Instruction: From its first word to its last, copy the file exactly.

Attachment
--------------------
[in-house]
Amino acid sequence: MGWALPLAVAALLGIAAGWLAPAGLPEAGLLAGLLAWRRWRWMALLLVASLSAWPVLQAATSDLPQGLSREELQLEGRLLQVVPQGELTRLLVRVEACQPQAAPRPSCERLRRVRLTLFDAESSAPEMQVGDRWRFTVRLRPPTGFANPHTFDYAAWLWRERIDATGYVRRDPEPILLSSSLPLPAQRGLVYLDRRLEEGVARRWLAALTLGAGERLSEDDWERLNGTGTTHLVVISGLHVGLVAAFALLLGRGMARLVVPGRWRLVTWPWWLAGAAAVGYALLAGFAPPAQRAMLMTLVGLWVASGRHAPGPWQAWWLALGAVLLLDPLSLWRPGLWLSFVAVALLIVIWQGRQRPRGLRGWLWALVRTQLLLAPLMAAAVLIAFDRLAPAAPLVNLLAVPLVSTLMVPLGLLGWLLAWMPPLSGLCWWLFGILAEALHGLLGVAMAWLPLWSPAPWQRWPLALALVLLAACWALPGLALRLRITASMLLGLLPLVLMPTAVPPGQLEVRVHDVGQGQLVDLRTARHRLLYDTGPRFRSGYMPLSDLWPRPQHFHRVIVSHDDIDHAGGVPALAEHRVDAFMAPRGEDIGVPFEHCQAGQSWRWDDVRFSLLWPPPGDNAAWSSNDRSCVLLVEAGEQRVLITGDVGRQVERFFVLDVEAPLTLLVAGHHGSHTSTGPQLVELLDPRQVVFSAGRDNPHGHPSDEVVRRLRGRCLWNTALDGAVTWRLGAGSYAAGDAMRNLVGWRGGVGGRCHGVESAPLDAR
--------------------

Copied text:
[in-house]
Amino acid sequence: MGWALPLAVAALLGIAAGWLAPAGLPEAGLLAGLLAWRRWRWMALLLVASLSAWPVLQAATSDLPQGLSREELQLEGRLLQVVPQGELTRLLVRVEACQPQAAPRPSCERLRRVRLTLFDAESSAPEMQVGDRWRFTVRLRPPTGFANPHTFDYAAWLWRERIDATGYVRRDPEPILLSSSLPLPAQRGLVYLDRRLEEGVARRWLAALTLGAGERLSEDDWERLNGTGTTHLVVISGLHVGLVAAFALLLGRGMARLVVPGRWRLVTWPWWLAGAAAVGYALLAGFAPPAQRAMLMTLVGLWVASGRHAPGPWQAWWLALGAVLLLDPLSLWRPGLWLSFVAVALLIVIWQGRQRPRGLRGWLWALVRTQLLLAPLMAAAVLIAFDRLAPAAPLVNLLAVPLVSTLMVPLGLLGWLLAWMPPLSGLCWWLFGILAEALHGLLGVAMAWLPLWSPAPWQRWPLALALVLLAACWALPGLALRLRITASMLLGLLPLVLMPTAVPPGQLEVRVHDVGQGQLVDLRTARHRLLYDTGPRFRSGYMPLSDLWPRPQHFHRVIVSHDDIDHAGGVPALAEHRVDAFMAPRGEDIGVPFEHCQAGQSWRWDDVRFSLLWPPPGDNAAWSSNDRSCVLLVEAGEQRVLITGDVGRQVERFFVLDVEAPLTLLVAGHHGSHTSTGPQLVELLDPRQVVFSAGRDNPHGHPSDEVVRRLRGRCLWNTALDGAVTWRLGAGSYAAGDAMRNLVGWRGGVGGRCHGVESAPLDAR